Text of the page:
“In Rehearsal” Photographs from AAPI Collection’s Lia Chang Theater Portfolio on view through May 31, 2012 The 54 photographs on display feature the following artists rehearsing for “opening night”:Shinsai: Theaters for Japan, a collaborative benefit by New York’s leading theater companies as a gesture of solidarity with theater communities in Japan devastated by the 2011 Earthquake and Tsunami; Katie Hae Leo’s Four Destinies, produced by Mu Performing Arts in Minneapolis MN; BD Wong and Wayne Barker’s King Matt the First with Wong directing Rosie O’Donnell’s Theater Kids; Cindy Cheung’s SPEAK UP CONNIE a one-person show also directed by BD Wong; David Henry Hwang’s Chinglishat the Goodman Theatre, prior to its Broadway run; Darren Lee, Director/Choregrapher of Disney Wishes; Thom Sesma’s Makeup Transformation as Scar in Disney’s The Lion King Las Vegas; and the cast of Bakwas Bumbug!, a pop opera by Samrat Chakrabarti and Sanjiv Jhaveri.
Photos: In Rehearsal with Director Bartlett Sher and the cast of Shinsai: Theaters for Japan
Photos: Highlights of Shinsai: Theaters for Japan (3pm) with Andre Bishop, Mary Beth Hurt, Jennifer Lim, Angela Lin, Philip Kan Gotanda, Thom Sesma, Sab Shimono, Richard Thomas, Jay O. Sanders, and more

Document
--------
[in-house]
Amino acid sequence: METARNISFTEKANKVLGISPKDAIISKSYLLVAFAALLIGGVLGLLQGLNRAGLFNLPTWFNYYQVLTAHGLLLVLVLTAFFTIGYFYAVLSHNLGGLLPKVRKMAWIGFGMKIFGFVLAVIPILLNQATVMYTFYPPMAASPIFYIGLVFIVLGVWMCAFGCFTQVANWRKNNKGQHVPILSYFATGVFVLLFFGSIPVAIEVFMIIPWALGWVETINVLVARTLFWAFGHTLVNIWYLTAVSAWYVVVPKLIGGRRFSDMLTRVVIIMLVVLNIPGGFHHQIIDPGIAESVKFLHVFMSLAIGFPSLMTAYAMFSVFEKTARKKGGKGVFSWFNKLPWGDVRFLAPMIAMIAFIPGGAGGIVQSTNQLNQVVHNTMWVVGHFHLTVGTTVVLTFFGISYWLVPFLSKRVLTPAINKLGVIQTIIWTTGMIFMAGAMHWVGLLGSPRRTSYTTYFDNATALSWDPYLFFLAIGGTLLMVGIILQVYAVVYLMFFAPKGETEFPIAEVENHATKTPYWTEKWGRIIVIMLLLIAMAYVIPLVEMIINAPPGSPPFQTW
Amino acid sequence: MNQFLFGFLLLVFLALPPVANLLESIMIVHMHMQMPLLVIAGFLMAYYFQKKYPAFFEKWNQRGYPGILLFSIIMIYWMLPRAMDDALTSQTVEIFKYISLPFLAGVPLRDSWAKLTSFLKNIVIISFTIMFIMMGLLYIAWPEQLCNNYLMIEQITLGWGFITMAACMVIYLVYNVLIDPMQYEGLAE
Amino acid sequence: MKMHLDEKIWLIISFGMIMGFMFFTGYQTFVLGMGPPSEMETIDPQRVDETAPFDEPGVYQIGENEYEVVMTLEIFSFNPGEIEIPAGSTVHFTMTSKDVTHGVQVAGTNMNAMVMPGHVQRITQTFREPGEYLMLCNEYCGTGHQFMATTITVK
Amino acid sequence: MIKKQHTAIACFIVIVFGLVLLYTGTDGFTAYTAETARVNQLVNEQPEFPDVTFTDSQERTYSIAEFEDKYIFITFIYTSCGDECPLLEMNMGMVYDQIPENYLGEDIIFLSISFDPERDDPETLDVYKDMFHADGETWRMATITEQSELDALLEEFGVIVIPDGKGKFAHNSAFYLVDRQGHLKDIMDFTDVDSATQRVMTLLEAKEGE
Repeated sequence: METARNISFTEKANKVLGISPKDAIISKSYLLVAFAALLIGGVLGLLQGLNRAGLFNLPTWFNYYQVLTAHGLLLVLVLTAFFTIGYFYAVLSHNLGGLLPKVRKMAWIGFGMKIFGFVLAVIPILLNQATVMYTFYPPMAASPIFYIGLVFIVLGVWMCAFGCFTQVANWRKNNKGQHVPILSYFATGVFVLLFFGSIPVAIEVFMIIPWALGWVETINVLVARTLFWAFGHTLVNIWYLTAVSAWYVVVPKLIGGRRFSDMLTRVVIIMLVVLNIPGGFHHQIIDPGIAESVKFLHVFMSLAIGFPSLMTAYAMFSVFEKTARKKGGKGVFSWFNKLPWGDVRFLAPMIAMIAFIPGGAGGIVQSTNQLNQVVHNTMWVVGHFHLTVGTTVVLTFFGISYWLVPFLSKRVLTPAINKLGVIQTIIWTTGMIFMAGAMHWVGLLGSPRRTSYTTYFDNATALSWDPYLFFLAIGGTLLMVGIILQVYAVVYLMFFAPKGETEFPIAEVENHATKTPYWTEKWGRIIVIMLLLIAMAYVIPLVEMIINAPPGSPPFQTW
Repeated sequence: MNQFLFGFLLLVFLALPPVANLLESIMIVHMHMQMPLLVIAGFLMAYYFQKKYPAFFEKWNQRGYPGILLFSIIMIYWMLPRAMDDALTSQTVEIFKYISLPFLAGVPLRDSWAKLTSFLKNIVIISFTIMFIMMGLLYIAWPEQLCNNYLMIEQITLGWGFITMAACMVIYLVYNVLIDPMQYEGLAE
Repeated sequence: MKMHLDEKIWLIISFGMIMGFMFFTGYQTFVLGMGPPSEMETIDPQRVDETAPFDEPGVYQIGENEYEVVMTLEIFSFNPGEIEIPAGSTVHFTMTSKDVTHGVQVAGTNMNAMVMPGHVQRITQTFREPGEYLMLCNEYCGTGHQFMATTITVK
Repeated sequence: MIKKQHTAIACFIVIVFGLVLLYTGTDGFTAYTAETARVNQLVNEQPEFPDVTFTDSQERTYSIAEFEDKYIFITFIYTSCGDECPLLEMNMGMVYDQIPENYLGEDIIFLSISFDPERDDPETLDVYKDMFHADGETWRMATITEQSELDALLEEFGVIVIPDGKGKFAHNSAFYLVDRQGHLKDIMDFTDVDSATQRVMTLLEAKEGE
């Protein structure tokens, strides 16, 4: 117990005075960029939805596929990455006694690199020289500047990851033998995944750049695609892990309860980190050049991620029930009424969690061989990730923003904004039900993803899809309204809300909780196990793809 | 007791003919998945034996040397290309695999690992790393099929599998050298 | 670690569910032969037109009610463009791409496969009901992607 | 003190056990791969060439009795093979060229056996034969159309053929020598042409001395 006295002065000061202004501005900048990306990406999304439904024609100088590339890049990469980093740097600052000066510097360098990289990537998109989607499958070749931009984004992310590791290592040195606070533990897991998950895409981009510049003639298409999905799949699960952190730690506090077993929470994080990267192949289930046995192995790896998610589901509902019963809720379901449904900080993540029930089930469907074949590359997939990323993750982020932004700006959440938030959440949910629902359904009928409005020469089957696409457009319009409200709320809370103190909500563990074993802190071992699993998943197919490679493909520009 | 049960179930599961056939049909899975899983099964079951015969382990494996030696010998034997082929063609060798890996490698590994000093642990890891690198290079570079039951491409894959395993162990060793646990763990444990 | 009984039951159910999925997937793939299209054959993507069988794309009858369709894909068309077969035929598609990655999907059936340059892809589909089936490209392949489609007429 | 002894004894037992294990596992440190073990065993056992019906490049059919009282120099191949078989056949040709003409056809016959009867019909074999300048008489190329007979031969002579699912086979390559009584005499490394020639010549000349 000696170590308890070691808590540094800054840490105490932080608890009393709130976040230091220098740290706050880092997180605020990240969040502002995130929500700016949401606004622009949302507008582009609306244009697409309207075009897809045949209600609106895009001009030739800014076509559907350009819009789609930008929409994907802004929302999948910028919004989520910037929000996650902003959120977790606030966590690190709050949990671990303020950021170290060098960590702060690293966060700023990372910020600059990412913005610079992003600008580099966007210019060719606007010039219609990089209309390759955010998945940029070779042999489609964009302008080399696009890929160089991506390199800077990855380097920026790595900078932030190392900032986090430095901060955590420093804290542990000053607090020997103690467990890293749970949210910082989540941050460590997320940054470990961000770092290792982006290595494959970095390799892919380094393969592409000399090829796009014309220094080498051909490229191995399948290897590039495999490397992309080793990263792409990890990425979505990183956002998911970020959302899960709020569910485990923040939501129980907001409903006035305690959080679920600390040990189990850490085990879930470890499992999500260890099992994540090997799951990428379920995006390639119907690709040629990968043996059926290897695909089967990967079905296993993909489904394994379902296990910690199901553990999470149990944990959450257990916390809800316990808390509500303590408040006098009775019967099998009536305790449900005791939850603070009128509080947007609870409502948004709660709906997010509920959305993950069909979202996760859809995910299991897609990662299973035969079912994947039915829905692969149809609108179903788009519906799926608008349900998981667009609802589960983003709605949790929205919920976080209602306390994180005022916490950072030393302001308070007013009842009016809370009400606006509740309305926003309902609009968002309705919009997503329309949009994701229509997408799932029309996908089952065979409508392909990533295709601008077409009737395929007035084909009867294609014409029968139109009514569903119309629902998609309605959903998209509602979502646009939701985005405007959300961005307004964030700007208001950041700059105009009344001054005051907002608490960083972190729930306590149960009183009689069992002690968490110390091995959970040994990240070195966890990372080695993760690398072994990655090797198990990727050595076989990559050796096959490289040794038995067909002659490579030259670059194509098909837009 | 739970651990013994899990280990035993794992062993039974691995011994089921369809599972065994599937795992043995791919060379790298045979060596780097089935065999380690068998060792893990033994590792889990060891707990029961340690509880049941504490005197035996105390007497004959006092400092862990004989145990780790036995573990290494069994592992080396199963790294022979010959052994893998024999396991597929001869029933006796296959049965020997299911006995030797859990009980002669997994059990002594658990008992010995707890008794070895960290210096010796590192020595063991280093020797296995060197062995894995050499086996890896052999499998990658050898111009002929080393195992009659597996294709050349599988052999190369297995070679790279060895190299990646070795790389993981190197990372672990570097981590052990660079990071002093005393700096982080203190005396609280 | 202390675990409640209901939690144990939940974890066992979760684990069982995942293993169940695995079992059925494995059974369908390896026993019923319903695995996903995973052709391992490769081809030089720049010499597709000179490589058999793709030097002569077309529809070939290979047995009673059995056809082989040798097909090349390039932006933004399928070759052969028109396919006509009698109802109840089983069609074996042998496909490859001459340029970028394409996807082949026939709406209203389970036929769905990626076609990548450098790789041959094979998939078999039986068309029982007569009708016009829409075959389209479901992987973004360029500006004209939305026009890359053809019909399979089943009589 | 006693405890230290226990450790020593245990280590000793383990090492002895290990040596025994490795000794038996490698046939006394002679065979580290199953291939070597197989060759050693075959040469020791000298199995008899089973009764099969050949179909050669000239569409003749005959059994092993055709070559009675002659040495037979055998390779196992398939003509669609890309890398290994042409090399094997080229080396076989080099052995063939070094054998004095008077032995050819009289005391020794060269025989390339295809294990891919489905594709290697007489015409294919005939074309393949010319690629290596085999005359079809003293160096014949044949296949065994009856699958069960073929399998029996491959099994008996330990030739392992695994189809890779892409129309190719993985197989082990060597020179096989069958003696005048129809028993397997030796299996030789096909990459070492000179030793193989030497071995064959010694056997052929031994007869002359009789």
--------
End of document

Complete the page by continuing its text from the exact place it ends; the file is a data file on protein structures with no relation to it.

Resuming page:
Photos: Highlights of Shinsai: Theaters for Japan (8pm) with Oskar Eustis, Patti LuPone, Lisa Emery, Ann Harada, Paolo Montalban, Thom Sesma, Sab Shimono, Henry Stram, Richard Thomas, John Weidman and more
The Library of Congress’ Asian Reading Room is located in Room 150 of the Thomas Jefferson Building, 10 First Street S.E., Washington, D.C. The hours of the Library of Congress’ Asian Division Reading Room are 8:30 a.m. – 5:00 p.m.
Lia Chang Photos: Backstage at Mu Performing Arts’ Four Destinies by Katie Hae Leo, 10/15-10/30 The Library of Congress is the central repository for all types of Asian publications that are not broadly available at other locations in the United States. Initiated in 1869 with a gift of 10 works in 934 volumes offered to the United States by the Emperor of China, the Library’s Asian collection of more than 2 million items is the largest and most comprehensive outside of Asia. For more information about the division and its holdings, go towww.loc.gov/rr/asian/.
Photos: Playwright David Henry Hwang in rehearsal at the Goodman Theatre for World Premiere of ChinglishFounded in 1800, the Library of Congress is the nation’s oldest federal cultural institution. The Library seeks to spark imagination and creativity and to further human understanding and wisdom by providing access to knowledge through its magnificent collections, programs and exhibitions. Many of the Library’s rich resources can be accessed through its website atwww.loc.gov and via interactive exhibitions on a personalized website at myLOC.gov.
Photos: BD Wong in Rehearsal for “Passing It On: An Evening of Mentorship to Benefit Rosie’s Theater Kids”
Photos: BD Wong, Brian Stokes Mitchell, Brandon Victor Dixon, Tom Viola at “Passing It On: An Evening of Mentorship to Benefit Rosie’s Theater Kids”
Lia Chang is an actor, a performance and fine art botanical photographer, and an award-winning multi-platform journalist.